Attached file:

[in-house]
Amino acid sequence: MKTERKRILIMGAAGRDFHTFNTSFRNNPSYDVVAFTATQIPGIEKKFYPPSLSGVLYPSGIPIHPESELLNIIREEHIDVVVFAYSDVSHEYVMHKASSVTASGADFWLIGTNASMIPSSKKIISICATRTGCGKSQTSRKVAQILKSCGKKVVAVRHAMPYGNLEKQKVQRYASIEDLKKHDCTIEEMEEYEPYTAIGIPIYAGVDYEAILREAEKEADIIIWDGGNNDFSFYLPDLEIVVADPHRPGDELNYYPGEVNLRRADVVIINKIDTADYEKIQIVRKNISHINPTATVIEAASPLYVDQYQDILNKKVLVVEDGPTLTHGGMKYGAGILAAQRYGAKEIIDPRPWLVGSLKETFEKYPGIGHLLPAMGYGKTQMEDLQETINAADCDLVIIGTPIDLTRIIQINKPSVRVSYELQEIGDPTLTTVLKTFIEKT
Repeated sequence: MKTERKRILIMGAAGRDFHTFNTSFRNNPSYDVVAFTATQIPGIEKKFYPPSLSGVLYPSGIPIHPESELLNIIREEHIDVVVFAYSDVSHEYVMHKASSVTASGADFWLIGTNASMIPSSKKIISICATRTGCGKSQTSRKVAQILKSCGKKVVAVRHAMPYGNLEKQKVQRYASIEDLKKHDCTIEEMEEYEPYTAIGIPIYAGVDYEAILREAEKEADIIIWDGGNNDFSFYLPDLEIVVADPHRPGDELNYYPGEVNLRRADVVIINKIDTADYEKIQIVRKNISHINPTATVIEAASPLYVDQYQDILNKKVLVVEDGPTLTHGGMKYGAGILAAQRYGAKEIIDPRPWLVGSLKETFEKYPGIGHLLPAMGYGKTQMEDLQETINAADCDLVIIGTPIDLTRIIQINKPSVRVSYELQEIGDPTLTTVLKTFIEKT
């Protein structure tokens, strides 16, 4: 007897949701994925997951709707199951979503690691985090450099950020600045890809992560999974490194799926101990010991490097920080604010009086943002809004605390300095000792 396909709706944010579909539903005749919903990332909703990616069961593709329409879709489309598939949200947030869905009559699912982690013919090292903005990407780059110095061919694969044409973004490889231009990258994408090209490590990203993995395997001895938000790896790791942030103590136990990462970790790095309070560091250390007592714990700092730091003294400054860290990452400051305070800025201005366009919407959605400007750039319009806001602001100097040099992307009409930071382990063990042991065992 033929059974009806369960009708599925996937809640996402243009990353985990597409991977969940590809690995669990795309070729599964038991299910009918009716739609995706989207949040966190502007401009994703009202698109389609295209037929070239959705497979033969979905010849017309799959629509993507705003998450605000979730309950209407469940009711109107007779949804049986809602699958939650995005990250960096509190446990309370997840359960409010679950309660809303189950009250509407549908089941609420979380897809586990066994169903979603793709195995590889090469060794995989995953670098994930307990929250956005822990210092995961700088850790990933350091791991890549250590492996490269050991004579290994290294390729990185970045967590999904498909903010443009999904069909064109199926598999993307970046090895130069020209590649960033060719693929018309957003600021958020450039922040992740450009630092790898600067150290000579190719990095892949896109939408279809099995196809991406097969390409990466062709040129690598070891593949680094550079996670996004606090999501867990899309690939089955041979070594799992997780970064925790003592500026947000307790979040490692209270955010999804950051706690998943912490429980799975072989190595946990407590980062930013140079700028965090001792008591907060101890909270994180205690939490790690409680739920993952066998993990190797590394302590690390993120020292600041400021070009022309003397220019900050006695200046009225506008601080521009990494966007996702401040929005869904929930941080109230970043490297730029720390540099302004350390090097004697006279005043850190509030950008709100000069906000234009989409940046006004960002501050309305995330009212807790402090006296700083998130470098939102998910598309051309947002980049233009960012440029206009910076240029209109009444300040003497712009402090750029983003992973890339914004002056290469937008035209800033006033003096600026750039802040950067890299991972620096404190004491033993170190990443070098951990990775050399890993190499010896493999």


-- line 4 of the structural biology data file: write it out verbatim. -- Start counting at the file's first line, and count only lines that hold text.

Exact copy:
């Protein structure tokens, strides 16, 4: 007897949701994925997951709707199951979503690691985090450099950020600045890809992560999974490194799926101990010991490097920080604010009086943002809004605390300095000792 396909709706944010579909539903005749919903990332909703990616069961593709329409879709489309598939949200947030869905009559699912982690013919090292903005990407780059110095061919694969044409973004490889231009990258994408090209490590990203993995395997001895938000790896790791942030103590136990990462970790790095309070560091250390007592714990700092730091003294400054860290990452400051305070800025201005366009919407959605400007750039319009806001602001100097040099992307009409930071382990063990042991065992 033929059974009806369960009708599925996937809640996402243009990353985990597409991977969940590809690995669990795309070729599964038991299910009918009716739609995706989207949040966190502007401009994703009202698109389609295209037929070239959705497979033969979905010849017309799959629509993507705003998450605000979730309950209407469940009711109107007779949804049986809602699958939650995005990250960096509190446990309370997840359960409010679950309660809303189950009250509407549908089941609420979380897809586990066994169903979603793709195995590889090469060794995989995953670098994930307990929250956005822990210092995961700088850790990933350091791991890549250590492996490269050991004579290994290294390729990185970045967590999904498909903010443009999904069909064109199926598999993307970046090895130069020209590649960033060719693929018309957003600021958020450039922040992740450009630092790898600067150290000579190719990095892949896109939408279809099995196809991406097969390409990466062709040129690598070891593949680094550079996670996004606090999501867990899309690939089955041979070594799992997780970064925790003592500026947000307790979040490692209270955010999804950051706690998943912490429980799975072989190595946990407590980062930013140079700028965090001792008591907060101890909270994180205690939490790690409680739920993952066998993990190797590394302590690390993120020292600041400021070009022309003397220019900050006695200046009225506008601080521009990494966007996702401040929005869904929930941080109230970043490297730029720390540099302004350390090097004697006279005043850190509030950008709100000069906000234009989409940046006004960002501050309305995330009212807790402090006296700083998130470098939102998910598309051309947002980049233009960012440029206009910076240029209109009444300040003497712009402090750029983003992973890339914004002056290469937008035209800033006033003096600026750039802040950067890299991972620096404190004491033993170190990443070098951990990775050399890993190499010896493999």